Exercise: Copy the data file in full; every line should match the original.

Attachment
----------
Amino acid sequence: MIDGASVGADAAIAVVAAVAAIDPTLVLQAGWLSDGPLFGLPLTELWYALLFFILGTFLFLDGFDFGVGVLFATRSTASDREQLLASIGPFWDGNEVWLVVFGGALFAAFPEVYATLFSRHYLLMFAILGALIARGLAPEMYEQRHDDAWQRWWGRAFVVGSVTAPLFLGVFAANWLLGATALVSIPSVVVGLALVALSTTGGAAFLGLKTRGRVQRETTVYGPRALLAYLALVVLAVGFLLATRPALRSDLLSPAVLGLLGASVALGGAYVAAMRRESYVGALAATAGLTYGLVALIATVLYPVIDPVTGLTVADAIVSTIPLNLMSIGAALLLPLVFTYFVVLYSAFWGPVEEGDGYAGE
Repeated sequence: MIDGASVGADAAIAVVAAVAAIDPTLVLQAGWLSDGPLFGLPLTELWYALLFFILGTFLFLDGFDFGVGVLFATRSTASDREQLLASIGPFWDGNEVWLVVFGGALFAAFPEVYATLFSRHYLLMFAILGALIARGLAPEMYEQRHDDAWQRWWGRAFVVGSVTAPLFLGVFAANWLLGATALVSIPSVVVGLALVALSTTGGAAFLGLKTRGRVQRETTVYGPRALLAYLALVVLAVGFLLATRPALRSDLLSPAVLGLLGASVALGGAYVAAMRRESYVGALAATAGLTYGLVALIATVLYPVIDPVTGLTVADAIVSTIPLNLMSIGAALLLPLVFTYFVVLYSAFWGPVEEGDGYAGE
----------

Amino acid sequence: MIDGASVGADAAIAVVAAVAAIDPTLVLQAGWLSDGPLFGLPLTELWYALLFFILGTFLFLDGFDFGVGVLFATRSTASDREQLLASIGPFWDGNEVWLVVFGGALFAAFPEVYATLFSRHYLLMFAILGALIARGLAPEMYEQRHDDAWQRWWGRAFVVGSVTAPLFLGVFAANWLLGATALVSIPSVVVGLALVALSTTGGAAFLGLKTRGRVQRETTVYGPRALLAYLALVVLAVGFLLATRPALRSDLLSPAVLGLLGASVALGGAYVAAMRRESYVGALAATAGLTYGLVALIATVLYPVIDPVTGLTVADAIVSTIPLNLMSIGAALLLPLVFTYFVVLYSAFWGPVEEGDGYAGE
Repeated sequence: MIDGASVGADAAIAVVAAVAAIDPTLVLQAGWLSDGPLFGLPLTELWYALLFFILGTFLFLDGFDFGVGVLFATRSTASDREQLLASIGPFWDGNEVWLVVFGGALFAAFPEVYATLFSRHYLLMFAILGALIARGLAPEMYEQRHDDAWQRWWGRAFVVGSVTAPLFLGVFAANWLLGATALVSIPSVVVGLALVALSTTGGAAFLGLKTRGRVQRETTVYGPRALLAYLALVVLAVGFLLATRPALRSDLLSPAVLGLLGASVALGGAYVAAMRRESYVGALAATAGLTYGLVALIATVLYPVIDPVTGLTVADAIVSTIPLNLMSIGAALLLPLVFTYFVVLYSAFWGPVEEGDGYAGE